Communities and growers served by the State Water Project can expect to receive 75% of their allotted water, California officials announced Friday.
In addition, Gov. Gavin Newsom ended some of California’s water restrictions on Friday. The changes follow a winter of relentless rain and snow that has replenished reservoirs after three years of severe drought.
The state Division of Water Resources previously announced a 35% water allotment. The increase amounts to an additional 1.7 million acre-feet of water for the 29 public water agencies serving 27 million residents.
Last year, they only got a 5% allotment as California endured three of the driest years ever since modern recordkeeping began in 1896.
“California continues to experience weather whiplash, going from extreme drought to at least 19 atmospheric rivers since late December. It really demonstrates that in times of plenty, we need to move as much water into storage as is feasible,” said DWR Director Karla Nemeth. “We’ve been able to manage the system to the benefit of communities, agriculture, and the environment. It’s certainly been a welcome improvement following the three driest years on record for California.”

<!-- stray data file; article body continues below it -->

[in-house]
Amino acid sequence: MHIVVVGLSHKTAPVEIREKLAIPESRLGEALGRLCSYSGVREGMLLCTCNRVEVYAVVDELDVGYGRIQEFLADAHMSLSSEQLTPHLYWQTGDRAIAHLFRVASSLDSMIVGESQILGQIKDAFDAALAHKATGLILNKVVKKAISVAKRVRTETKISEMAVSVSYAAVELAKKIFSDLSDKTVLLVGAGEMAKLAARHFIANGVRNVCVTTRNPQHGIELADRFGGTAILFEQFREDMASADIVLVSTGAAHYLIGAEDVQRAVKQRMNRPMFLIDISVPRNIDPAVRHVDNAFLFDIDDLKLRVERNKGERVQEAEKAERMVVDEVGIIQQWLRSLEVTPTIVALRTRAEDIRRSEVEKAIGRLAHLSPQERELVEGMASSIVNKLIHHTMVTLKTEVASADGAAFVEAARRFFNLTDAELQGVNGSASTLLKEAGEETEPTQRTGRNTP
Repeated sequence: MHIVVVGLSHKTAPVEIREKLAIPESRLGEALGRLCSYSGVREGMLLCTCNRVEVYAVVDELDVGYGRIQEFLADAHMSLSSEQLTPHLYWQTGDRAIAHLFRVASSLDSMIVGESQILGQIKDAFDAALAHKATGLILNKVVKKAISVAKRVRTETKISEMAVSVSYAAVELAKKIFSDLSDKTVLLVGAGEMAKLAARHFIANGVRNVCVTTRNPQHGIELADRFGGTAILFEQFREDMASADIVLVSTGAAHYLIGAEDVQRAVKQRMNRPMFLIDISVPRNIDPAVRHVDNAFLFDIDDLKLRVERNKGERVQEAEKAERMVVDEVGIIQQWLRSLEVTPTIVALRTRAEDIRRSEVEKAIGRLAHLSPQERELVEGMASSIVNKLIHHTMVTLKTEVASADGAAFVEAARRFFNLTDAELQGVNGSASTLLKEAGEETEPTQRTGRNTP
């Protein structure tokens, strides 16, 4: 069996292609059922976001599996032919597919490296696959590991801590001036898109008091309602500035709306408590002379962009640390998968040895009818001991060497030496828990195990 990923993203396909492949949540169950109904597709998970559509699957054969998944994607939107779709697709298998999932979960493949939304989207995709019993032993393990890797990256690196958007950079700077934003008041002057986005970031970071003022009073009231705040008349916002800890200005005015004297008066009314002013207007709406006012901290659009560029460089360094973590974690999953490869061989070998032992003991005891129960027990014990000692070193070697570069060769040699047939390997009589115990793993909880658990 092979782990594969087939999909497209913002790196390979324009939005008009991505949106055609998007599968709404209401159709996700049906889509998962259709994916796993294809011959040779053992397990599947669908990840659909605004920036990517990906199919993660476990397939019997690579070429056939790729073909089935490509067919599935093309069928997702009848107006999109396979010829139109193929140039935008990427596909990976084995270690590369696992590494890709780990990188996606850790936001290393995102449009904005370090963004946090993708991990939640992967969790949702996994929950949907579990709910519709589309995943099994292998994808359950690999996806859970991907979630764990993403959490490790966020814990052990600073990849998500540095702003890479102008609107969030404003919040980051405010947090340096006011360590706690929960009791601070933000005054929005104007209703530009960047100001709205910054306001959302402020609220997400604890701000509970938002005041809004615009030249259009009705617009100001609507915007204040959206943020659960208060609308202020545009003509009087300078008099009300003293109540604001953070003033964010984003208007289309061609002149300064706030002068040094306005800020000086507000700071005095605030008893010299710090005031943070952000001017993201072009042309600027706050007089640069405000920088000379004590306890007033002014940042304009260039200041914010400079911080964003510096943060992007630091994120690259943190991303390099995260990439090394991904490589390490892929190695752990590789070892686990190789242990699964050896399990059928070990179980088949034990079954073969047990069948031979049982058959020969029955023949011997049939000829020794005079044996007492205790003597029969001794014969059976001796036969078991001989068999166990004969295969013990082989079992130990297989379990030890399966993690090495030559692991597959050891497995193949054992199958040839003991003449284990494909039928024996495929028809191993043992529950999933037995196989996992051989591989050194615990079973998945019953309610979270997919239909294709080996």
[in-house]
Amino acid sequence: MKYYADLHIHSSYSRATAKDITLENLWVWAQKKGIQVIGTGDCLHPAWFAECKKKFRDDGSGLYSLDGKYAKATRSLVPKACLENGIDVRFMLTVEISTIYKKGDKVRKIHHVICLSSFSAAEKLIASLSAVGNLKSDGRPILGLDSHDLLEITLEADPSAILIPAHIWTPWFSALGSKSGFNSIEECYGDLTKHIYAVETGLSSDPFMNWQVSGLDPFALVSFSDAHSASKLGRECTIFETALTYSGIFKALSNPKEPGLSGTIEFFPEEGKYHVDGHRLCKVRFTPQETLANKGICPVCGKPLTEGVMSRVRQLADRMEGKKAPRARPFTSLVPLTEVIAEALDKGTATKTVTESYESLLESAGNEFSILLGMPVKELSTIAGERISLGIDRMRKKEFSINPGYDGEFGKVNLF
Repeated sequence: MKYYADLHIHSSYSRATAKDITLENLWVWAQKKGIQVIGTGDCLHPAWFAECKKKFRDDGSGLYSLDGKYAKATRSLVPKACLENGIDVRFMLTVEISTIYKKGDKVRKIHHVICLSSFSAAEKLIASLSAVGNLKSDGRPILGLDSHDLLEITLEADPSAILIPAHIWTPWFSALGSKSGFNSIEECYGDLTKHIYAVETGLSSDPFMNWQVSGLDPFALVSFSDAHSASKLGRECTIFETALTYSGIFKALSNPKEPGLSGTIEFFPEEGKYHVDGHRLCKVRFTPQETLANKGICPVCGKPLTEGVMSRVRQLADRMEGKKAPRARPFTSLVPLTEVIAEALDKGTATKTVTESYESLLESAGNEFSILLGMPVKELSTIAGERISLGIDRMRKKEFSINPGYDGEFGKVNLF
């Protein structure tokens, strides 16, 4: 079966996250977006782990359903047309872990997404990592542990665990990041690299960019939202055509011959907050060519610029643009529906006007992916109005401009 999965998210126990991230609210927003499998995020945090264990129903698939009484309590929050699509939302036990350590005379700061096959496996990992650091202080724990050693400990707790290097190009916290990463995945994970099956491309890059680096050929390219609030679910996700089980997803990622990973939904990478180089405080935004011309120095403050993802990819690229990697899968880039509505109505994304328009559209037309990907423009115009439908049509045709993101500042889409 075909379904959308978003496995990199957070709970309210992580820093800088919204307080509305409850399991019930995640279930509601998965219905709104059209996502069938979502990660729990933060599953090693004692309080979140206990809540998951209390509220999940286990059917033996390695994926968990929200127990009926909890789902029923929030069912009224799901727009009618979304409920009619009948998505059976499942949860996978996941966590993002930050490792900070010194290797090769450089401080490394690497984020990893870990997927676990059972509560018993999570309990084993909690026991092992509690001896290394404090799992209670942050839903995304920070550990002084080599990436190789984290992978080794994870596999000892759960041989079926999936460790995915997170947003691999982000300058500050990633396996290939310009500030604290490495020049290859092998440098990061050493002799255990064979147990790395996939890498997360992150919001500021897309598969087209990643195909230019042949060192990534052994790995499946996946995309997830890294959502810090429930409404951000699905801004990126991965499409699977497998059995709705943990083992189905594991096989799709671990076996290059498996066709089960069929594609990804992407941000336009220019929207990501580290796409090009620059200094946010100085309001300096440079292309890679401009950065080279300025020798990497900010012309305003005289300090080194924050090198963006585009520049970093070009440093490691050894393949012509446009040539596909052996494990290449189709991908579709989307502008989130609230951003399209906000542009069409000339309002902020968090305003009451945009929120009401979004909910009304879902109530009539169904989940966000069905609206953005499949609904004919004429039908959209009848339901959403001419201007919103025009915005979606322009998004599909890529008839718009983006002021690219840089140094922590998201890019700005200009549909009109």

DWR said that it DWR now expects San Luis Reservoir in Merced County to end the wet season at capacity. Lake Oroville, the largest SWP reservoir, is at 120% of the average for this time of year and currently releasing water through the Oroville Spillway to reduce flood risk for downstream communities in anticipation of the spring snowmelt.
Newsom Eases Water Restrictions
Meanwhile, Newsom said he would stop asking people to voluntarily cut their water use by 15%, a request he first made nearly two years ago. Californians never met Newsom’s call for that level of conservation — as of January the cumulative savings were just 6.2%.
“Are we out of a drought? Mostly — but not completely,” Newsom said Friday from a farm northwest of Sacramento that has flooded its fields to help replenish groundwater.
The governor also said he would ease rules requiring local water agencies to impose restrictions on customers. That order will impact people in different ways depending on where they live. For most people, it means they won’t be limited to watering their lawns on only certain days of the week or at certain times of the day. Other restrictions remain in place, including a ban on watering decorative grass for businesses.
However, Newsom did not declare an end to the drought on Friday, even though the U.S. Drought Monitor reported this week that much of the state — including the major population centers along the coast and farmland in the Central Valley — is not in drought.
(Associated Press contributed to this story.)